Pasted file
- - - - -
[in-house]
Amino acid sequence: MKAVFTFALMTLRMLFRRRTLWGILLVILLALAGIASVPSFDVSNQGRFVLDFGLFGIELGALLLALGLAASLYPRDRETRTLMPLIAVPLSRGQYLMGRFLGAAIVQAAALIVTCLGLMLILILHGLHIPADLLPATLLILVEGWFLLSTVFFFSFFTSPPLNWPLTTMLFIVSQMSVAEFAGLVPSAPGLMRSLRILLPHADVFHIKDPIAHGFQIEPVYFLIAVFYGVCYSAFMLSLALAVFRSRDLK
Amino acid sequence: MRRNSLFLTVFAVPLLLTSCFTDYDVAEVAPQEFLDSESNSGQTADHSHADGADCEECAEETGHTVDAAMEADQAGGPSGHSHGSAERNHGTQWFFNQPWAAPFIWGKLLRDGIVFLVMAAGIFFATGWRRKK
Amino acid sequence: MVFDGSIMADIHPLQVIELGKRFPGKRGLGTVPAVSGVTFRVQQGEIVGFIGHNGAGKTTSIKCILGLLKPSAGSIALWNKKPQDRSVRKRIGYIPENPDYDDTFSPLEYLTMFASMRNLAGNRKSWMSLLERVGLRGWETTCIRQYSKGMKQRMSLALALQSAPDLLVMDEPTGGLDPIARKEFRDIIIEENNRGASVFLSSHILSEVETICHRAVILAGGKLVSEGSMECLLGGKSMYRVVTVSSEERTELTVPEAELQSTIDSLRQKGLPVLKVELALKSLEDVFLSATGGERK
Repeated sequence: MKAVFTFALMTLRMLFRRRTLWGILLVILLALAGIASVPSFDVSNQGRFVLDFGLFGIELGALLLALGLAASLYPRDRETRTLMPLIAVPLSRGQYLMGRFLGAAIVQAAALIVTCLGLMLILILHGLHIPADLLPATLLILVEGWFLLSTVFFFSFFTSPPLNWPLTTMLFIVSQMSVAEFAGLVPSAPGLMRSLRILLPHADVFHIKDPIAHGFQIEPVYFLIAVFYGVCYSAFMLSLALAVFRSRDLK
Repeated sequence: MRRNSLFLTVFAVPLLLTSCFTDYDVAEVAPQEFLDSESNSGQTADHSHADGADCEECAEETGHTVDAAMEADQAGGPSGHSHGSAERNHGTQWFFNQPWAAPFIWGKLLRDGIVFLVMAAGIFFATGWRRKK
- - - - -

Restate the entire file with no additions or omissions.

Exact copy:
[in-house]
Amino acid sequence: MKAVFTFALMTLRMLFRRRTLWGILLVILLALAGIASVPSFDVSNQGRFVLDFGLFGIELGALLLALGLAASLYPRDRETRTLMPLIAVPLSRGQYLMGRFLGAAIVQAAALIVTCLGLMLILILHGLHIPADLLPATLLILVEGWFLLSTVFFFSFFTSPPLNWPLTTMLFIVSQMSVAEFAGLVPSAPGLMRSLRILLPHADVFHIKDPIAHGFQIEPVYFLIAVFYGVCYSAFMLSLALAVFRSRDLK
Amino acid sequence: MRRNSLFLTVFAVPLLLTSCFTDYDVAEVAPQEFLDSESNSGQTADHSHADGADCEECAEETGHTVDAAMEADQAGGPSGHSHGSAERNHGTQWFFNQPWAAPFIWGKLLRDGIVFLVMAAGIFFATGWRRKK
Amino acid sequence: MVFDGSIMADIHPLQVIELGKRFPGKRGLGTVPAVSGVTFRVQQGEIVGFIGHNGAGKTTSIKCILGLLKPSAGSIALWNKKPQDRSVRKRIGYIPENPDYDDTFSPLEYLTMFASMRNLAGNRKSWMSLLERVGLRGWETTCIRQYSKGMKQRMSLALALQSAPDLLVMDEPTGGLDPIARKEFRDIIIEENNRGASVFLSSHILSEVETICHRAVILAGGKLVSEGSMECLLGGKSMYRVVTVSSEERTELTVPEAELQSTIDSLRQKGLPVLKVELALKSLEDVFLSATGGERK
Repeated sequence: MKAVFTFALMTLRMLFRRRTLWGILLVILLALAGIASVPSFDVSNQGRFVLDFGLFGIELGALLLALGLAASLYPRDRETRTLMPLIAVPLSRGQYLMGRFLGAAIVQAAALIVTCLGLMLILILHGLHIPADLLPATLLILVEGWFLLSTVFFFSFFTSPPLNWPLTTMLFIVSQMSVAEFAGLVPSAPGLMRSLRILLPHADVFHIKDPIAHGFQIEPVYFLIAVFYGVCYSAFMLSLALAVFRSRDLK
Repeated sequence: MRRNSLFLTVFAVPLLLTSCFTDYDVAEVAPQEFLDSESNSGQTADHSHADGADCEECAEETGHTVDAAMEADQAGGPSGHSHGSAERNHGTQWFFNQPWAAPFIWGKLLRDGIVFLVMAAGIFFATGWRRKK